And just as a reassurance to my Sunday Game Group: Yes, I have been working on the current campaign.  I promise I just didn't go running off into the woods ;)

Photography, Nature, Bonsai

Pacific Bonsai Museum

One of the first displays in the small hot house before the main outdoor exhibit.

One of the first displays in the small hot house before the main outdoor exhibit.

The first time I had even heard of the Pacific Bonsai Museum was when a co-worker and bonsai artist himself managed to arrange for a small exhibition at the store we both worked.  It was fascinating to see miniature versions of trees arranged in artful displays.  

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You'll notice that I'm not featuring photos of the of the entire bonsai, just close-ups.  One of the many types of photography styles/formats I like is macro.  I guess it is because I don't like to miss the tiny details that can be overlooked.  While I will not claim this is true macro photography, I liked the taking a piece of the whole for my memories.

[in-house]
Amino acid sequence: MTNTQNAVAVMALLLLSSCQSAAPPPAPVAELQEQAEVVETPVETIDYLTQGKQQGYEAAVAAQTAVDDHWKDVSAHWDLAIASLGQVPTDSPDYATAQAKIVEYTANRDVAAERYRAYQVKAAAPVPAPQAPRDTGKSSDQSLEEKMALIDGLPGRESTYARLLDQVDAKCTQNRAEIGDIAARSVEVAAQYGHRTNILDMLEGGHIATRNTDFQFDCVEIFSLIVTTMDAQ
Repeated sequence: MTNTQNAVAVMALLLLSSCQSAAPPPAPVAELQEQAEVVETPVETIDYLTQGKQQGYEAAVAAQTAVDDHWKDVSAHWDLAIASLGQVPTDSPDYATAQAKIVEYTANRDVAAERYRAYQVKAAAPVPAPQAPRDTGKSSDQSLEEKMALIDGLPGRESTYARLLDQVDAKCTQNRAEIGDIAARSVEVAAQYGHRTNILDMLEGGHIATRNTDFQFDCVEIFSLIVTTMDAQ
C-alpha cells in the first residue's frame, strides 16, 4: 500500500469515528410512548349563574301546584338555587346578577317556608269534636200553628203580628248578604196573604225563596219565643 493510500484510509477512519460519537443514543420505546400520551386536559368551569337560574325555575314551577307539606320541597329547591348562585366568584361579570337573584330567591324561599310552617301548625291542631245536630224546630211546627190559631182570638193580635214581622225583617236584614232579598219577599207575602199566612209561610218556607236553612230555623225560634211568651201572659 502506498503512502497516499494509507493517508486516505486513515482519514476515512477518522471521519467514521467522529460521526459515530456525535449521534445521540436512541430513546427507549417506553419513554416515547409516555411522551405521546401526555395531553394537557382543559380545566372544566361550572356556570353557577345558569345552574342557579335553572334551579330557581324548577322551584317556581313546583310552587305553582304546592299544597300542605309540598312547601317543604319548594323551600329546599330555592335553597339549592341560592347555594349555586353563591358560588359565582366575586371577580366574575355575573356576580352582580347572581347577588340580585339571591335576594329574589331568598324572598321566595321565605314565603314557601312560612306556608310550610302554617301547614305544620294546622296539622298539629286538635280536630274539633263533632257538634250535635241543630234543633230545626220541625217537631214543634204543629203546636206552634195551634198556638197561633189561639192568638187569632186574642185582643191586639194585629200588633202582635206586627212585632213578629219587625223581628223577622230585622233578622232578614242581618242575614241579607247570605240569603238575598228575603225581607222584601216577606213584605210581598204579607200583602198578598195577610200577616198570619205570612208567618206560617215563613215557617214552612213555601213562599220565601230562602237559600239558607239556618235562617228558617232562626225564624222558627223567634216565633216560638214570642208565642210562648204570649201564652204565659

This small museum seems almost hidden away on the former Weyerhauser Corporate Complex near Federal Way, WA.  Admission is by donation and they feature different exhibits through the year.  The current exhibit is their permanent and will be featured until April 20th, 2018, with the upcoming exhibit being Living Art of Bonsai: Elements of Design.  When I visited last year, it was Natives.  

It is a tiny wonder found in our evergreen trees.  Admission is by donation.  

Directly next to the museum is the Rhododendron Species Botanical Garden.  When I visit again, I will feature this location with some photos as well.

I highly encourage paying a visit.  I know I plan on going again when the next show is ready.

 

Nature

Ludlow Falls

This is pretty old news if you follow me on any other social media platform but I upgraded from my very first DSLR, a Canon Rebel T3 to a Canon EOS 6D.  I went straight from a beginner's crop-frame camera to a full-frame with really nothing in-between.  It was a big purchase for me since even though I love photography I barely have time to explore and use my camera.  With 2018 almost 4 months in, I'm making an effort to go out and take photos and hopefully keeping a weekly blog will help facilitate that (oh boy, keeping this promise is probably going to bite me in the butt again).